Celebrating [Women’s] Independence Day


With so much recent focus on women’s issues, I’ve been thinking a lot about the common thread between women who overcome discrimination, abuse and hardship.

I’m convinced that it’s the women who cultivate rugged independence that win. Women that refuse to be victims – that think independently – who seem to always look forward, and WILL NOT shrink in the face of adversity.

Where does this relentless “can-do” attitude come from? Maybe it’s gratitude – an ability to focus on what they have, rather than what they lack.

To build some gratitude – let’s look at how far women have come.

1920 Women win the right to vote
1961 Commission on the Status of Women founded
1964 Civil Right Act – Equal Opportunity Employment
1964 End of segregation
1971 Ms. Magazine published – 300,000 sold in 8 days
1976 Marital rape becomes illegal in Nebraska
1978 Women’s History Month established
1978 Pregnancy Discrimination Act passed
1986 Sexual harassment a legal form of discrimination
1993 Family and Medical Leave Act
1996 Virginia Military School admits women
2013 Ban on women serving in combat lifted

While this is not a complete list, is there anyone reading this who cannot believe that less than a half century ago, marital rape was legal?

And, although I did not benefit from the Family and Medical Leave Act, I’m so happy for working women today that get this amazing benefit!

There is a lot for us to be grateful for.

In addition to gratitude, women who overcome adversity embody a spirit that says, “I think differently, and it’s okay.” And that’s a big part of what’s wrong today is the chiding for different thinking. I wonder if women who blast others that don’t think like them actually realize that when they do that, they undermine the very community of women they say they support.

So let’s have a look at some women who challenged “conventional wisdom,” with their rugged independence in thinking and actions.

Margaret Thatcher The first female Prime Minister of Britain who overcame the “glass ceiling” and a debilitating fear of public speaking.

Katherine Johnson NASA African-American mathematician integral in our Country’s first lunar landing.

Mary Jackson NASA’s first African-American female aerospace engineer helping America win the space race.

Dorothy Vaughan NASA African-American mathematician that taught herself FORTRAN, ushering NASA into the computer age.

Eleanor Roosevelt One of Gallop’s Most Widely Admired People, Eleanor Roosevelt overcame significant tragedy. She is one of the most widely regarded female figures of all time.

Oprah Winfrey Poverty and physical abuse characterized Oprah’s childhood. Oprah actually characterized her childhood poverty as a blessing, saying it made her success that much sweeter.

Erin Brockovich A legal clerk who, despite her lack of formal education, led the winning case against PG & E for poisoning residents of Hinkley, California.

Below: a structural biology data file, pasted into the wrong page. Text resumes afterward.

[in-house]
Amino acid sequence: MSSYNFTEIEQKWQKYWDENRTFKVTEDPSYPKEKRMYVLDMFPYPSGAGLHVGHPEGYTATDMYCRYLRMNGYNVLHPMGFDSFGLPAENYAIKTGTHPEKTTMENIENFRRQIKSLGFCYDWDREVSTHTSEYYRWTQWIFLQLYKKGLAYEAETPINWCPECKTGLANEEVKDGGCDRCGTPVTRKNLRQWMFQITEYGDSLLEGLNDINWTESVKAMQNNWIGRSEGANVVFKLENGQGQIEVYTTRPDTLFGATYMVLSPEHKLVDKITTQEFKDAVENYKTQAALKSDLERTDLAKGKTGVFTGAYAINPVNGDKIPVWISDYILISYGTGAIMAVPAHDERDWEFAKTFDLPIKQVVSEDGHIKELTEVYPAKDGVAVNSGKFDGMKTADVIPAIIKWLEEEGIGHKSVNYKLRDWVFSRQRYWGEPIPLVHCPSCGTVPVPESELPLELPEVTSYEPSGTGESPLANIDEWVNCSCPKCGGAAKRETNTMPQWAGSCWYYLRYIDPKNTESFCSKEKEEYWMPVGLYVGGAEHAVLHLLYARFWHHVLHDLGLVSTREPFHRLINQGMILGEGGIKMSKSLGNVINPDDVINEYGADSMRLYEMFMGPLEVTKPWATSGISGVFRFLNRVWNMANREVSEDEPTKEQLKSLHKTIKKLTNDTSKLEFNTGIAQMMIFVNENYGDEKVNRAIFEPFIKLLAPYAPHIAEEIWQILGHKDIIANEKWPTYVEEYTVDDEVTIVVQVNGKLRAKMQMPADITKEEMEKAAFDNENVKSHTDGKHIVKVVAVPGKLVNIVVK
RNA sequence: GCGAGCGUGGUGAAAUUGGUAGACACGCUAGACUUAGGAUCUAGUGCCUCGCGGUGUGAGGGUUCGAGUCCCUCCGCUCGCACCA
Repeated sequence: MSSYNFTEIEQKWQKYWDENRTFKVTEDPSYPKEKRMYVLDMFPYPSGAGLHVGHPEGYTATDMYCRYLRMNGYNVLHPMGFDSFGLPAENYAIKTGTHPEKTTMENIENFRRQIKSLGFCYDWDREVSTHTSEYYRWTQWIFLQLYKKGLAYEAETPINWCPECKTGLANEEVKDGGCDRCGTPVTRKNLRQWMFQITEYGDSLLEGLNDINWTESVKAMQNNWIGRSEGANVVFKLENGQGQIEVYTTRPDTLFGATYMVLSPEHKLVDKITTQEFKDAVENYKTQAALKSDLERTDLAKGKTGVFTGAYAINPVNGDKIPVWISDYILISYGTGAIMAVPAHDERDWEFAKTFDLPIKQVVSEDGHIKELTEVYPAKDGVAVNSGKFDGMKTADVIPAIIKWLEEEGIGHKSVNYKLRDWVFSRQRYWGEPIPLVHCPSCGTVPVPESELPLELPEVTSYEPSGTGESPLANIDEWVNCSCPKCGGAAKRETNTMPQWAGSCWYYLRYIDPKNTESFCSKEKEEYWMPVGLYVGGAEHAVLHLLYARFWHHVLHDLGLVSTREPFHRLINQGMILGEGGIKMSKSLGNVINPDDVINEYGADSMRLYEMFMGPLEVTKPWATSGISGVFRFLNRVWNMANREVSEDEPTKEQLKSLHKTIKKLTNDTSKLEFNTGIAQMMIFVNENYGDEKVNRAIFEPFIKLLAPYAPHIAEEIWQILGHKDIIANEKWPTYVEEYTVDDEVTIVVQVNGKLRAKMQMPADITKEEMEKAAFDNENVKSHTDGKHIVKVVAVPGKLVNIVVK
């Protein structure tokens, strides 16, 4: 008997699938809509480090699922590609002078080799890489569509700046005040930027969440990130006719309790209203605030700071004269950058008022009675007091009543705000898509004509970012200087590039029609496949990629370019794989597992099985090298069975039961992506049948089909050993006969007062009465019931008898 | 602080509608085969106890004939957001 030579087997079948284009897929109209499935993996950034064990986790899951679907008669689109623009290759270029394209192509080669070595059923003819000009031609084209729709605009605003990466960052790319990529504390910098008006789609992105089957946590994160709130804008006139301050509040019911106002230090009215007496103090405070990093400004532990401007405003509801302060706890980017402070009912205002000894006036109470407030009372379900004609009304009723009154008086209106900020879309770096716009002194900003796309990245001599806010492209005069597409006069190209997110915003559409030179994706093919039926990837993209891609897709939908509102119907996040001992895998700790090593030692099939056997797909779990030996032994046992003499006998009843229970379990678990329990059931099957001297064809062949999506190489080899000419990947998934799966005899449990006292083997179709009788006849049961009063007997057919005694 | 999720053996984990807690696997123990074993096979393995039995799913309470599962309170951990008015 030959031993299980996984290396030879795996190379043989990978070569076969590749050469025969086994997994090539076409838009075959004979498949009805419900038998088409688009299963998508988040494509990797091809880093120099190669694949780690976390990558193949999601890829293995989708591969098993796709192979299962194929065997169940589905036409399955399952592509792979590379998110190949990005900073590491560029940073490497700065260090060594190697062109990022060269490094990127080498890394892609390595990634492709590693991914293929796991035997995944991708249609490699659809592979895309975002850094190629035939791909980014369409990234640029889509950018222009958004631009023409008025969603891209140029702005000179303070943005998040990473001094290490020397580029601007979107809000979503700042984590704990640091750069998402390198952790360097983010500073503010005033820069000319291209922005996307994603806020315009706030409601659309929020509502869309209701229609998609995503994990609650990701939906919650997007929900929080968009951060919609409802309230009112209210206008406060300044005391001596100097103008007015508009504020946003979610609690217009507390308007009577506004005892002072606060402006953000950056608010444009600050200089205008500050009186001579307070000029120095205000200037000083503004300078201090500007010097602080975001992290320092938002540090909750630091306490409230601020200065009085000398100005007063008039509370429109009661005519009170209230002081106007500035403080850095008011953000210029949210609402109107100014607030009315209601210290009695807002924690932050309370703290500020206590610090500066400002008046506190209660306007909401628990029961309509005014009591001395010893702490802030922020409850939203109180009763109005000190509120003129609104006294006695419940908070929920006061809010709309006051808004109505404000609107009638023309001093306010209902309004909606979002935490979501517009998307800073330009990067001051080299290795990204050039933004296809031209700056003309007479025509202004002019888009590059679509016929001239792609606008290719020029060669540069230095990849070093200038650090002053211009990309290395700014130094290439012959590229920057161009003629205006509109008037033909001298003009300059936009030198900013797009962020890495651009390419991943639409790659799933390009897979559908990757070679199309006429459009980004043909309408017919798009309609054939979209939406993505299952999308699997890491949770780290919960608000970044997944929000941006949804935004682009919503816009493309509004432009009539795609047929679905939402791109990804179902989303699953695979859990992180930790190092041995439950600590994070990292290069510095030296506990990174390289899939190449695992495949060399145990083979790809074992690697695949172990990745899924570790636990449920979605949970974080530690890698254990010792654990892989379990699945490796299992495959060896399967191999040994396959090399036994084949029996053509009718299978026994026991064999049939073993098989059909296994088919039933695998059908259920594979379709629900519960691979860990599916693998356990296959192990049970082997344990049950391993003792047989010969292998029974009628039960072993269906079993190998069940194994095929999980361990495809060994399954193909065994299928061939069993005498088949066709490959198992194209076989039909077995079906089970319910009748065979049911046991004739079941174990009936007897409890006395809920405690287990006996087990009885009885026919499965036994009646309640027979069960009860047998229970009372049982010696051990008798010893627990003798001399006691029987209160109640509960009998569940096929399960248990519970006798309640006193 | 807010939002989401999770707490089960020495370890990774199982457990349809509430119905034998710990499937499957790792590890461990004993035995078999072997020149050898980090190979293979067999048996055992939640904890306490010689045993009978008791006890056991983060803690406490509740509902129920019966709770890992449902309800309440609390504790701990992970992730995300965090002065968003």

Mary Baker Eddy Born in 1821, she is credited with healing herself of breast
cancer. She founded the Christian Science Church and published Science and Health, selected as one of the “75 Books By Women Whose Words Have Changed The World.”

Candace Owens A young, millennial African-American free speech and diversity activist after having been shut down and silenced by the media and Kickstarter for attempting to create an anti-bullying forum.

Ashley Graham Ashley Graham was continually teased about her weight. She overcame self-esteem issues, drug and alcohol challenges, and a closed modeling industry. Today Ashley Graham is a noted body activist and sex symbol.

Elizabeth Blackwell In the mid-1800’s, Dr. Elizabeth Blackwell was the first woman
to receive a medical degree in the United States. She was a
pioneer in promoting women in medical education.

Myra Bradwell In 1870, her application was denied to take the BAR. She started the Chicago Legal News, which became widely popular. She had a column in her paper called “Law Relating to Women.”

This is a brief list of women to admire. Not one of them stopped when they had personal tragedy. They stepped over the carnage in their lives, refusing to be a victim, and drove forward to carve out the life they wanted. Sounds like the way our Country was started!

This is the kind of Country I want to live in, and the kind of woman I want to be. The kind of woman that shows others that barriers are an illusion meant to show us we can…not that we can’t. In every case, these women showed us that our spirit drives our success – not another person, law or agency. They overcame tragedy to become icons of power, influence and success. They shunned the typical way of thinking – and independently defined their future.

So, this 4th of July I celebrate the independence of this great Country, as well as the independence of great women. Being thankful for how far we’ve come, shunning the victim mentality and owning a rugged independence to define our lives will never be something we regret.

As the quote says, “The question isn’t who is going to let me; it’s who is going to stop me?”

Happy Independence Day!

By Lacy Schoen, CEO Team Lead, Inc., Real Women Real Success